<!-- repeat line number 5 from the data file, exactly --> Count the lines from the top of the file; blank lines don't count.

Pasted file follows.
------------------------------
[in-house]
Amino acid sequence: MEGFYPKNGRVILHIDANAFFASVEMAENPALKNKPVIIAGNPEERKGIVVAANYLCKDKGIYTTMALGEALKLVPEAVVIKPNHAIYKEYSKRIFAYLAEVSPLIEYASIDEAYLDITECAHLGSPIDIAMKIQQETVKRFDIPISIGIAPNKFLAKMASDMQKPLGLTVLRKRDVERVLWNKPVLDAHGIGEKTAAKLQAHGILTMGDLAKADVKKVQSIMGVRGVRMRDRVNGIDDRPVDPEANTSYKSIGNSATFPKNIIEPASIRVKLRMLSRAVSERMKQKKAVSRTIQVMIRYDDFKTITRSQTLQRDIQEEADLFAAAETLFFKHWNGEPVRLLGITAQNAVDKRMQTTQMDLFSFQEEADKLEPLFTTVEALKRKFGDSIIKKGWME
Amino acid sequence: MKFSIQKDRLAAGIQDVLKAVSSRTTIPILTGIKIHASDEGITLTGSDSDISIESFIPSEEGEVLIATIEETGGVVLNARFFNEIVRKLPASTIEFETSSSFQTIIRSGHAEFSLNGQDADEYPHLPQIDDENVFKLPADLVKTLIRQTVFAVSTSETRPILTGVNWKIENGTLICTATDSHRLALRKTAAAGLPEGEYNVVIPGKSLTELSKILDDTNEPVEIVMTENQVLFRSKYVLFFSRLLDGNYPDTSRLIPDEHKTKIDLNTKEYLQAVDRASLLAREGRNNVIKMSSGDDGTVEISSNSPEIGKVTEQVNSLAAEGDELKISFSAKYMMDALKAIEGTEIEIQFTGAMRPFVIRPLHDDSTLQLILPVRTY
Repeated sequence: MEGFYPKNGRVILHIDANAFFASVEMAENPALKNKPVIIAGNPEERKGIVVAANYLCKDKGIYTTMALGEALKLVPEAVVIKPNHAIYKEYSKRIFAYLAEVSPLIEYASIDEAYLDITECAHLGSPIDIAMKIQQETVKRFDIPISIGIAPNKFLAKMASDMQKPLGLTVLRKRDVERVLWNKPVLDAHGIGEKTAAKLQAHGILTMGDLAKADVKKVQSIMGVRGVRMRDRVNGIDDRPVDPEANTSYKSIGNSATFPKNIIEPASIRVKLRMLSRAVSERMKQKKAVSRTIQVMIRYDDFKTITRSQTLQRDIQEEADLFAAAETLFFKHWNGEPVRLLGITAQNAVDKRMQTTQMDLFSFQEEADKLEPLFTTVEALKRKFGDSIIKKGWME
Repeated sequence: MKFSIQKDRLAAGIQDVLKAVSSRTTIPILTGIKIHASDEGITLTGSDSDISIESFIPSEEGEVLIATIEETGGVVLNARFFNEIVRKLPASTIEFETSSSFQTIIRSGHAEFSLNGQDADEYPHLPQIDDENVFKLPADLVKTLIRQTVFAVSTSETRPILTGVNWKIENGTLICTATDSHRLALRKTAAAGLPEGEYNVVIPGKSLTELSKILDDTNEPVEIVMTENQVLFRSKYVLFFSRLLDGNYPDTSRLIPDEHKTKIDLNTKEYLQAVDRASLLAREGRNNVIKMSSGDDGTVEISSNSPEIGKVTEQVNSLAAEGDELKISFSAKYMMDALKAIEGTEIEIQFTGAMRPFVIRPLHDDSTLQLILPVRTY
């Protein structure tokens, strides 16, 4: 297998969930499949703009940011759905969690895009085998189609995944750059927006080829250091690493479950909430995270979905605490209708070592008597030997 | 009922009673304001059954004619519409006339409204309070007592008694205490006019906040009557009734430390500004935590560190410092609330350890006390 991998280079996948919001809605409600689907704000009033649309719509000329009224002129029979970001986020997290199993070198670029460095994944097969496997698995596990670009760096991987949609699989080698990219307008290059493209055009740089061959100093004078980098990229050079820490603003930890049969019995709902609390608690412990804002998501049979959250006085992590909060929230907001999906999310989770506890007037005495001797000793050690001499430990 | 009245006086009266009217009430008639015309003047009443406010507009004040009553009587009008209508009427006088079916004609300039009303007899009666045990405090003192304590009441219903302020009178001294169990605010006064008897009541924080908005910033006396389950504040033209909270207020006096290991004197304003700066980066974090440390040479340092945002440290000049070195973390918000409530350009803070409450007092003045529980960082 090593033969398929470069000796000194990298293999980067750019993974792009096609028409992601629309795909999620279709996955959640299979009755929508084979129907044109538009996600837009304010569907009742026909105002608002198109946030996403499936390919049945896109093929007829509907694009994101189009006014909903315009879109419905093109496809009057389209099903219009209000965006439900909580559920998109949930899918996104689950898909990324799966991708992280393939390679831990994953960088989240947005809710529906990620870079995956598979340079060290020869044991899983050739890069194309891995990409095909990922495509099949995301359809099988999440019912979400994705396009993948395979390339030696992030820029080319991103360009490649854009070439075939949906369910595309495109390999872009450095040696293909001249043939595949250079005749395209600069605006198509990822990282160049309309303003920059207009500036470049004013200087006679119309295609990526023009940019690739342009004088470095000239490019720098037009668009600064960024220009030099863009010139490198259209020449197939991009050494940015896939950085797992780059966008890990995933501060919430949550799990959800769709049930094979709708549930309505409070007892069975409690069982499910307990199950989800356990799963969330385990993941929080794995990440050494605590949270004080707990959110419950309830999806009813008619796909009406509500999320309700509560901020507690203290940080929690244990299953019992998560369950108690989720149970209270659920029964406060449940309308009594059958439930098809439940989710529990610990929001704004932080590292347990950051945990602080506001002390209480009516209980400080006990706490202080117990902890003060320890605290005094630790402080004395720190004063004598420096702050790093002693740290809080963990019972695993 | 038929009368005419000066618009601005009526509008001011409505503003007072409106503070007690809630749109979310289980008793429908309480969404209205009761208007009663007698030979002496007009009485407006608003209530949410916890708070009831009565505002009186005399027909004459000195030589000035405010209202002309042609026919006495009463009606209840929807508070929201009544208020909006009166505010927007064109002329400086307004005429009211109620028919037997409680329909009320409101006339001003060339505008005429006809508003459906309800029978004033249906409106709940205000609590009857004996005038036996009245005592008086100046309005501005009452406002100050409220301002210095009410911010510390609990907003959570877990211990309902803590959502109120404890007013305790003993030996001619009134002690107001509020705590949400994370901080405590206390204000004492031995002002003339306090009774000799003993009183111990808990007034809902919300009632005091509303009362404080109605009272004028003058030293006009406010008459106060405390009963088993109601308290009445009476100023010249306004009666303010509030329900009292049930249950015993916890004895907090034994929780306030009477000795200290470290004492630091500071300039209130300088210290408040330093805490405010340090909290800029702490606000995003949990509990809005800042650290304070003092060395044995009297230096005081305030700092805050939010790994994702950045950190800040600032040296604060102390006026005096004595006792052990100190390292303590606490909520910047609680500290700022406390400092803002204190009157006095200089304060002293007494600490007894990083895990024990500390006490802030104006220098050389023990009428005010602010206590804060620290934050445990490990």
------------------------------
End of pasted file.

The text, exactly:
Repeated sequence: MKFSIQKDRLAAGIQDVLKAVSSRTTIPILTGIKIHASDEGITLTGSDSDISIESFIPSEEGEVLIATIEETGGVVLNARFFNEIVRKLPASTIEFETSSSFQTIIRSGHAEFSLNGQDADEYPHLPQIDDENVFKLPADLVKTLIRQTVFAVSTSETRPILTGVNWKIENGTLICTATDSHRLALRKTAAAGLPEGEYNVVIPGKSLTELSKILDDTNEPVEIVMTENQVLFRSKYVLFFSRLLDGNYPDTSRLIPDEHKTKIDLNTKEYLQAVDRASLLAREGRNNVIKMSSGDDGTVEISSNSPEIGKVTEQVNSLAAEGDELKISFSAKYMMDALKAIEGTEIEIQFTGAMRPFVIRPLHDDSTLQLILPVRTY